FALLA: El amor brujo; El sombrero de tres picos; La vida breve

Fallaís output, though well respected, lacks the popularity it deserves among vocal enthusiasts. One reason may well be Fallaís overall limited output. He composed mainly for piano and orchestra, though he wrote several songs, six zarzuelas, a full scale opera, La vida breve (Brief Life), and the posthumous Atl·ntida, which occupied him the last nineteen years of his life. Another reason may be that, though Fallasís music is forward looking and tinged with the influence of the French composers he met in Paris between 1905 and 1914, it is very esoteric in the composerís use of the haunting melodies of his youthóSpanish folk musicópart flamenco, part gypsy, and Cante jondo. However, that in itself is what makes his music so interesting and unique.
The vocal line in the two pieces on this disc is minimal but crucial to the story, especially in El amor brujo (Love, the Magician).
El amor brujo which premiered in 1915, and later revised, is the story of thwarted love between Candelas and her new lover, Carmelo, who cannot kiss her to break the spell of Cadelasí dead lover. Alicia NafÈ delivers a solid performance, at once eerie and intoxicating. Her dark, yet unmistakably feminine voice comes from the depths of a bottomless well to, at once, become all four characters in the story. The music too is intoxicating, with several very definite Andalusian folk themes woven in. The Danza ritual del fuego is probably the best known segment of the ballet, with its images of fire and doom, however the IntroducciÛn y escena, a bright outburst of sound and fanfare in contrast to the dark mood of the piece, is also worthy of praise.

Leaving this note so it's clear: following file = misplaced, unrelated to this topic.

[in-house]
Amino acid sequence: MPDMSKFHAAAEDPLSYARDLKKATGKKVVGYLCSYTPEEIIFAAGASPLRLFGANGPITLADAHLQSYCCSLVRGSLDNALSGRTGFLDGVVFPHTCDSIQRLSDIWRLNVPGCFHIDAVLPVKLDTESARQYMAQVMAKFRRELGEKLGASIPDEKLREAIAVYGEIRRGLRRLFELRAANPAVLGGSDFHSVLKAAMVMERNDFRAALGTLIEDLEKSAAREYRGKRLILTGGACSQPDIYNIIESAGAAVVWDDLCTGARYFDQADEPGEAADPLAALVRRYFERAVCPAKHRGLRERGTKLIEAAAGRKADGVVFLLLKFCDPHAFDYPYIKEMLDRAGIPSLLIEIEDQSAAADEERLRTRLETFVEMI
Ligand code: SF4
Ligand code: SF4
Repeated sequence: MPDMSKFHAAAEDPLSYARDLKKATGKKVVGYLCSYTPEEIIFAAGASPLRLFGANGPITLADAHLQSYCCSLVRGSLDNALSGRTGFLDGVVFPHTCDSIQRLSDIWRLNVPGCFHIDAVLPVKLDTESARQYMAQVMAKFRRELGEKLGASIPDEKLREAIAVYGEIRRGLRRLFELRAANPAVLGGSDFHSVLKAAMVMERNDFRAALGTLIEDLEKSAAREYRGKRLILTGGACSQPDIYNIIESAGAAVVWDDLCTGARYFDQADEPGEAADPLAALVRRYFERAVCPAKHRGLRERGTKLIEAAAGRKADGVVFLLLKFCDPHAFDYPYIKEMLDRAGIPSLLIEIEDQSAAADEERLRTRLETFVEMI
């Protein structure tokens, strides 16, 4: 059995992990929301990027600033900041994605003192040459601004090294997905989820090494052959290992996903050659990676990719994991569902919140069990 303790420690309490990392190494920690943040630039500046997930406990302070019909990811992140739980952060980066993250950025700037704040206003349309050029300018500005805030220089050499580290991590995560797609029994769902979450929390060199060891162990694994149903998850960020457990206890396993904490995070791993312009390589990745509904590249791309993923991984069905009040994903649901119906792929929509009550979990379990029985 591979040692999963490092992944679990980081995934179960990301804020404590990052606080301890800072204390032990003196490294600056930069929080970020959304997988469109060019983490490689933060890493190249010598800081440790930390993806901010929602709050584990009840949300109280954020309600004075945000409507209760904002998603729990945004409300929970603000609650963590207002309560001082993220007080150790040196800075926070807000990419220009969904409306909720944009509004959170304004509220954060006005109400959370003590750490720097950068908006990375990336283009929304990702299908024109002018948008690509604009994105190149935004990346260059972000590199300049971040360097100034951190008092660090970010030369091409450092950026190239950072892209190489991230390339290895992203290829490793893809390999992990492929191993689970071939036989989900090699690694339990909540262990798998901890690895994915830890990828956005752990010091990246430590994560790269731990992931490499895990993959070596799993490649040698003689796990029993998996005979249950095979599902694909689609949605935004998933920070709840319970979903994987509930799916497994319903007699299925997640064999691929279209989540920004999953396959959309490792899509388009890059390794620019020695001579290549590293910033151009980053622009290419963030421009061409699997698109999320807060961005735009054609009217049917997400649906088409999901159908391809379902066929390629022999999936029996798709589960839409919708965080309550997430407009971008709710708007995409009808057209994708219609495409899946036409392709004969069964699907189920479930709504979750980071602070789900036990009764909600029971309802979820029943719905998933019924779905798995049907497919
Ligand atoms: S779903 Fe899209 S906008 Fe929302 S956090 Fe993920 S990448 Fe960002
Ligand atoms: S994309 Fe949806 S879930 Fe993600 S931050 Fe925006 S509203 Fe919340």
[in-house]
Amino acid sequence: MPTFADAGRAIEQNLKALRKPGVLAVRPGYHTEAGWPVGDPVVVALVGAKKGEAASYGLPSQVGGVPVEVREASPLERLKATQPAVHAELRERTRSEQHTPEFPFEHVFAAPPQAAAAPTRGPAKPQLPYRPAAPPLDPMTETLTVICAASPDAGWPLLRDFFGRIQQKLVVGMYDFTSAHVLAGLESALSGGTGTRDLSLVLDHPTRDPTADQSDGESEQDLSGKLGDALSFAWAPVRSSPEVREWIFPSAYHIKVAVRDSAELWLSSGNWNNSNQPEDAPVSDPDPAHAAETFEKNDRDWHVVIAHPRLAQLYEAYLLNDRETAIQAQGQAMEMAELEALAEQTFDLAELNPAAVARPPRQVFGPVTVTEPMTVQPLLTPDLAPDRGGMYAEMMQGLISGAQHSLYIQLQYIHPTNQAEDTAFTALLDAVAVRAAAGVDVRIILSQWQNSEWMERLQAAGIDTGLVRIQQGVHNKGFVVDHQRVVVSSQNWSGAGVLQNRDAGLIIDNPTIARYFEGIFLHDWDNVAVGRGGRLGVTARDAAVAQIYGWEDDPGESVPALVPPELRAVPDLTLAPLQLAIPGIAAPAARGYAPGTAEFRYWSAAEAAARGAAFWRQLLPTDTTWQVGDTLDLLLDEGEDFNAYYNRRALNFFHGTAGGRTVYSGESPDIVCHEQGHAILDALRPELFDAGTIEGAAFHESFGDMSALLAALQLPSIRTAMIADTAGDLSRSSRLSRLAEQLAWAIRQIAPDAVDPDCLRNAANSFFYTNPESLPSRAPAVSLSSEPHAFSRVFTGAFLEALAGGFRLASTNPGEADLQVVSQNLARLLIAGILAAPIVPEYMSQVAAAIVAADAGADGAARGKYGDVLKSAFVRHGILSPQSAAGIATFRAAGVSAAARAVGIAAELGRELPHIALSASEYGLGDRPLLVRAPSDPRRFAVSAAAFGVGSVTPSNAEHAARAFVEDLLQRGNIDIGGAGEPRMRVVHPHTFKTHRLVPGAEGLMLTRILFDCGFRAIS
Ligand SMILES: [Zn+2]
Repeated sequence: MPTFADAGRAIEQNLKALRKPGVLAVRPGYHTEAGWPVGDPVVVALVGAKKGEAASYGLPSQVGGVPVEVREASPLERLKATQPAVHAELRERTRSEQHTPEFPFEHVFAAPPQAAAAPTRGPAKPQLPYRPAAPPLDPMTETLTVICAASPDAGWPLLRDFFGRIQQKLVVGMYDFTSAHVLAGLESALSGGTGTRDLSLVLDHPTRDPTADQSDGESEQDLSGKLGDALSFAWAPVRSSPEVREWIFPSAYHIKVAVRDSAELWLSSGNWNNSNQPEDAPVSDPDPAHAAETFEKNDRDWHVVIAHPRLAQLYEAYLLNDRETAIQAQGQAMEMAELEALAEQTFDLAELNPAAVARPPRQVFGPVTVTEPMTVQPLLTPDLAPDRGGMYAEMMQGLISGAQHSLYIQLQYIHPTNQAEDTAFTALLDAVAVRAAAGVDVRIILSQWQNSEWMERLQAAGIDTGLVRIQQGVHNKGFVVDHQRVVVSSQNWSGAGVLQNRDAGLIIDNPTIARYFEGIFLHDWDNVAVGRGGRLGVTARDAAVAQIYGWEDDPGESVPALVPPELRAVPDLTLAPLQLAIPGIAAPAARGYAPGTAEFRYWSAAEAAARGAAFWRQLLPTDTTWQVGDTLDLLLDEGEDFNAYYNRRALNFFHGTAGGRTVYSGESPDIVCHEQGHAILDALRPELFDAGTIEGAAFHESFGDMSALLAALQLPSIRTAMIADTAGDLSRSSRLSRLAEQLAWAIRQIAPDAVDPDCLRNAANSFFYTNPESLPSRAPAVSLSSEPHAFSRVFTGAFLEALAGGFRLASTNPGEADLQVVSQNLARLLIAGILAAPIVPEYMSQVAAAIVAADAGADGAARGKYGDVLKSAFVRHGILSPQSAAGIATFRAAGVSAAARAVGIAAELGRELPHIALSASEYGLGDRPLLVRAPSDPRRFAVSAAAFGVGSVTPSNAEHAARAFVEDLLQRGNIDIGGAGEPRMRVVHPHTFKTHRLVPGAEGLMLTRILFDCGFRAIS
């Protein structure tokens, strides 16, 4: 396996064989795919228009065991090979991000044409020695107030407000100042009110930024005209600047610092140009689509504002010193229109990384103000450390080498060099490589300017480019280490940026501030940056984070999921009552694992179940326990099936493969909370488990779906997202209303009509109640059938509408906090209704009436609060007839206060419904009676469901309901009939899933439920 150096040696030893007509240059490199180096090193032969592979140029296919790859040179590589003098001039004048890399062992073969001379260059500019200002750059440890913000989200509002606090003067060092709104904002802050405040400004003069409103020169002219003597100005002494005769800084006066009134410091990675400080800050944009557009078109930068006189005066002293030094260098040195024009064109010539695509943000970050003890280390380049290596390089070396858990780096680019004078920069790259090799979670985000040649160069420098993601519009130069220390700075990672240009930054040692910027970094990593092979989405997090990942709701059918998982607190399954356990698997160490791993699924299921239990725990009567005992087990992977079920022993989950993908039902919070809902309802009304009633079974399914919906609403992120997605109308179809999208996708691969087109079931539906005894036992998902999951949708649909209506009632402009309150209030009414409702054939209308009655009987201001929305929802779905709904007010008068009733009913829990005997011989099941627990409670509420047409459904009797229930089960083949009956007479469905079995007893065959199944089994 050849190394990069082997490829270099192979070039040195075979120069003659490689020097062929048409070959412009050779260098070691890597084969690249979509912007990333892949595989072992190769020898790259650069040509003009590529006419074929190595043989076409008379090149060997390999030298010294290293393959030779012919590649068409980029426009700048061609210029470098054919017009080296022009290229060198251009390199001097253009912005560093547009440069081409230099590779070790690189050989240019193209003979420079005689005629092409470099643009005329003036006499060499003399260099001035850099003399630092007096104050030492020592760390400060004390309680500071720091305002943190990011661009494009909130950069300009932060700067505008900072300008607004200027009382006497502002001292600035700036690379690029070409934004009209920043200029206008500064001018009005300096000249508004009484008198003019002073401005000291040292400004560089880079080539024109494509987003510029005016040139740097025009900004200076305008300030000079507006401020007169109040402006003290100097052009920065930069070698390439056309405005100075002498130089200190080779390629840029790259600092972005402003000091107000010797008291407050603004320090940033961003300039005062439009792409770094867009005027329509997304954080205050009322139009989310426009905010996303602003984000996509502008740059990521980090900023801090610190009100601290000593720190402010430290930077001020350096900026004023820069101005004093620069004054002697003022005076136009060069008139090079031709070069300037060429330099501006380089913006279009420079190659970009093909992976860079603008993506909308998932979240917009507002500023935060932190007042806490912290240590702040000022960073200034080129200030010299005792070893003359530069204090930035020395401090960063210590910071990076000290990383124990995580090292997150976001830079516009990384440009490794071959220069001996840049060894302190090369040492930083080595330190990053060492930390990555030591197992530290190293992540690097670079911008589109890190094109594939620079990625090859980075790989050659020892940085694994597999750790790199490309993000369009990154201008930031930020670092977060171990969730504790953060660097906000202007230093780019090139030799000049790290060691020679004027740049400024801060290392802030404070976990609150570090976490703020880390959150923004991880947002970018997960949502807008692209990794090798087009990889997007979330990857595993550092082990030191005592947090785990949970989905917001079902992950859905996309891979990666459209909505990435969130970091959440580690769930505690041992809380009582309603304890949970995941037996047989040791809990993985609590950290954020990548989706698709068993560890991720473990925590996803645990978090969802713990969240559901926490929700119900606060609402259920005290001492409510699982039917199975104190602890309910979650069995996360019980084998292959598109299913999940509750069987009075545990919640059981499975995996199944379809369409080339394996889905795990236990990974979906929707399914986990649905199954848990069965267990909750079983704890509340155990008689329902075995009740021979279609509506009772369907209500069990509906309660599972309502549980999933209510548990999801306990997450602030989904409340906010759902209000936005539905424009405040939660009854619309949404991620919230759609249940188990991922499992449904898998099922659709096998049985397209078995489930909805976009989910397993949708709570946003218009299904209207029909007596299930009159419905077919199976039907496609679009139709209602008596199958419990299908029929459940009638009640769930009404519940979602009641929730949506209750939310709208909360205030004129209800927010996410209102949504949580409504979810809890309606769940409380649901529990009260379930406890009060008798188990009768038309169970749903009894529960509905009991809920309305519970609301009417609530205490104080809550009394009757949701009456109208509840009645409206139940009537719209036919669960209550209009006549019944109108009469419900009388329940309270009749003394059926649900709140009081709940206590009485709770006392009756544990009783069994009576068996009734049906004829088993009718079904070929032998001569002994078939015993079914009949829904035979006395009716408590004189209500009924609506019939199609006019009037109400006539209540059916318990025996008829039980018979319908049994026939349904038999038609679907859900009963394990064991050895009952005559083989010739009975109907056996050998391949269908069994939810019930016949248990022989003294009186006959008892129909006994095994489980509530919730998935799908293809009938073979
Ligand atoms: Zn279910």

El sombrero de tres picos (The Three-Cornered Hat) is a much lighter work: the stereotypical corrupt government official trying to take advantage of the simple people, but the plan backfires. The name of the piece derives from the three cornered hat that the Corregidor (magistrate) wears to signify his position. Soprano MarÌa JosÈ Martos gets little chance to display her instrument but when she does, it is a beautiful, secure lyric voice. The Jota is a lively dance at the end of the piece with many ìSpanishî themes, one of which foretells Ravelís La Valse composed two years after the premiere of Fallaís work.
Danza, from La vida breve, is thoroughly ìSpanishî and quintessential Falla. Considered to be one of the finest moments of the opera, it takes place during a wedding celebration.
Maximiano ValdÈs knows the orchestra well and brings out the best from his players without neglecting or compromising the vocal parts.
Daniel Pardo

image_description=Manuel de Falla: El amor brujo; El sombrero de tres picos; La vida breve
product_title=Manuel de Falla: El amor brujo; El sombrero de tres picos; La vida breve
product_by=Alicia NafÈ, Mezzo-soprano; MarÌa JosÈ Martos, Soprano. Asturias Symphony Orchestra (OSPA), Maximiano ValdÈs (cond.)
product_id=Naxos 5.110018 [DVD-A]